were always achievable and almost always achieved (one major exception being his unsuccessful proposal to the National Science Foundation for a national geophysical institute.27)

Berkner liked to do things quickly. His accomplishments during his short spells as executive secretary of the Research and Development Board of the Department of Defense, and at the State Department setting up the Military Aid Program for the North Atlantic Treaty Organization, attest to this. That he was aware of this innate hastiness is shown by self-deprecatory comments he made while speaking to Dael Wolfe, as quoted by Milton Lomask28:

It's a good thing they picked Alan [Waterman to direct the National Science Foundation]. He's been slow and cautious, and sometimes people have been irritated by the way he has handled things. But he has been a steady and constructive builder. Had I been director I would have moved too fast, and the Foundation would probably have been torn apart by now.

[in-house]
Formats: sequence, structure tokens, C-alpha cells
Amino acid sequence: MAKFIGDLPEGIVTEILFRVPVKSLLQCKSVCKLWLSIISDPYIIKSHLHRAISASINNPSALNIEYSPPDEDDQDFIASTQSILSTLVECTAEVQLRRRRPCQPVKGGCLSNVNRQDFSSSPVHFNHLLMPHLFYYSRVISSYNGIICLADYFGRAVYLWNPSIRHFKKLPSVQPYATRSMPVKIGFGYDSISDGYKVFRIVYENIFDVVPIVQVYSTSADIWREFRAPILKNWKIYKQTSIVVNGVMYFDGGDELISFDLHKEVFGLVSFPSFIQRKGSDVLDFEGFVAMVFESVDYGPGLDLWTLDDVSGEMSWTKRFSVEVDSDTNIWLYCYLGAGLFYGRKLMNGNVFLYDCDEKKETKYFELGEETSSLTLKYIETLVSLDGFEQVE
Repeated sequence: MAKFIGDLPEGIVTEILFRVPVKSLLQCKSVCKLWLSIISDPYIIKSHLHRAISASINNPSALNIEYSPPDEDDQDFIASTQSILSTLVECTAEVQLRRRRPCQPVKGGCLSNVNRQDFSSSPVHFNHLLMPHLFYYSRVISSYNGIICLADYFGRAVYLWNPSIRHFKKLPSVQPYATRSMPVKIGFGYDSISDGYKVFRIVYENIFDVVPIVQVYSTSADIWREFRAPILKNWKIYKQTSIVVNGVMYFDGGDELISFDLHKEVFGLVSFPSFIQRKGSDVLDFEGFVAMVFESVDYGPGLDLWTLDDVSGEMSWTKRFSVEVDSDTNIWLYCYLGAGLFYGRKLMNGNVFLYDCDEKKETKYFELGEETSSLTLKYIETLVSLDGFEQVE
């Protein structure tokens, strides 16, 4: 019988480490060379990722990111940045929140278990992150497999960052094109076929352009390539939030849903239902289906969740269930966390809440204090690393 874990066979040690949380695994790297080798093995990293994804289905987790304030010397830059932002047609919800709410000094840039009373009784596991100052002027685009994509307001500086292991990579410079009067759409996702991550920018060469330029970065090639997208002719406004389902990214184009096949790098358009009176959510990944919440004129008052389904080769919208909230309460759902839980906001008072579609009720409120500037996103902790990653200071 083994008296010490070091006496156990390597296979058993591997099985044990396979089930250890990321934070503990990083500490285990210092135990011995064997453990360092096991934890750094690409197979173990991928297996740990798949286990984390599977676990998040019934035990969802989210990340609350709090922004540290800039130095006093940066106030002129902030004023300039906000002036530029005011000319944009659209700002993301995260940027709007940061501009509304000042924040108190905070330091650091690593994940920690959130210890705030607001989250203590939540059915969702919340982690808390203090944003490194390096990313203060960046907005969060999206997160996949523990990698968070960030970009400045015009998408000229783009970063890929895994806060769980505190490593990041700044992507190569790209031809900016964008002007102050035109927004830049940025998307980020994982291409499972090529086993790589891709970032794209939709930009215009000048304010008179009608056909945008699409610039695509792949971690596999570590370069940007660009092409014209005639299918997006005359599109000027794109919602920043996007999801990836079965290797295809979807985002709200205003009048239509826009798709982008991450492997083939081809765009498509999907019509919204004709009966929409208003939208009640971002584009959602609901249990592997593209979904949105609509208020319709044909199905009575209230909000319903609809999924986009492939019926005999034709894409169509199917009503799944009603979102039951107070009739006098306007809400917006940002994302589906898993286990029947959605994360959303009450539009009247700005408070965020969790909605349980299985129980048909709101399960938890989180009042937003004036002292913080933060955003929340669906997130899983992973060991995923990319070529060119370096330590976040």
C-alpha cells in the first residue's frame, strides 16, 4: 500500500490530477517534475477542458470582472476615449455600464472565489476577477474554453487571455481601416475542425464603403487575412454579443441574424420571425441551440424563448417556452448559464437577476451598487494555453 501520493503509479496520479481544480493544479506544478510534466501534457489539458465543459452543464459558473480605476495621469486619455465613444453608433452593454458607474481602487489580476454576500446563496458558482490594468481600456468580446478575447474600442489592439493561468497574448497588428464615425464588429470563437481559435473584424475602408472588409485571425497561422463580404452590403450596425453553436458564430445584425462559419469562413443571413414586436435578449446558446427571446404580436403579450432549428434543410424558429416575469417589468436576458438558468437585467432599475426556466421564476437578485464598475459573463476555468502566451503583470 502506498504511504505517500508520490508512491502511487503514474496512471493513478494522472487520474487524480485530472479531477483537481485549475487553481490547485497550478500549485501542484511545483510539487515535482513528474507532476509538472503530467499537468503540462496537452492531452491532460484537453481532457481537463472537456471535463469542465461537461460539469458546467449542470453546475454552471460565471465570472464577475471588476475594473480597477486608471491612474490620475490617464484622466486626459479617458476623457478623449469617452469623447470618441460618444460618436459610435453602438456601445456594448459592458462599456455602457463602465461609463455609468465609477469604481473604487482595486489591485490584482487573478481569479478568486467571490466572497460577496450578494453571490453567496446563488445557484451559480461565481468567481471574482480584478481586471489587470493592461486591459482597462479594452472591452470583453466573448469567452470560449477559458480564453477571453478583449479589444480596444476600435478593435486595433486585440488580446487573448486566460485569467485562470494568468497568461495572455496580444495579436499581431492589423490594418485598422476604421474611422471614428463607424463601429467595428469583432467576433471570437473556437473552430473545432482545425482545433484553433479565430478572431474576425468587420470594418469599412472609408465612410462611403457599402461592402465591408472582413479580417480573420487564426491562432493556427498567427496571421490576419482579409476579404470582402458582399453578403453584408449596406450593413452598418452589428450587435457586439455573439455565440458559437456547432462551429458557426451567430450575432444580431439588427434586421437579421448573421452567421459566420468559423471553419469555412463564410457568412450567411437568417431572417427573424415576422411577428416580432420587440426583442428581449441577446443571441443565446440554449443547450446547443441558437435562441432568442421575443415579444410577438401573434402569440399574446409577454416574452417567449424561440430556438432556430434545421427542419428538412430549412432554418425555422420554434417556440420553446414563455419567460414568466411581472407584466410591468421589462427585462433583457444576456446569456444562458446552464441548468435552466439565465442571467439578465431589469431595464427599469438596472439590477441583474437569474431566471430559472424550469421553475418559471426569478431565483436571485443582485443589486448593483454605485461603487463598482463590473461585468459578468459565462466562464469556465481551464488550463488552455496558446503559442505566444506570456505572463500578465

But being aware that he sometimes moved too fast did not affect Berkner's style of achieving his ends.

One factor in his success was his great ability to present a cause so cogently that others found the case difficult to refute. Another was that he enjoyed committees. He was a good committee member and an excellent chairman. He always studied the relevant papers before a meeting. He allowed discussion to continue until he thought all points of view had been expressed, then presented his own summation of the consensus. His timing and judgment were good, and in most cases his conclusion was close enough to the views of the majority that the committee found it acceptable. It was at a committee meeting of the Council of the Academy that he suffered his last, fatal heart attack.

In the years between 1964 and 1967 Lloyd was busier than some of his friends thought was good for him, but when this was put to Lillian Berkner, she replied: "When



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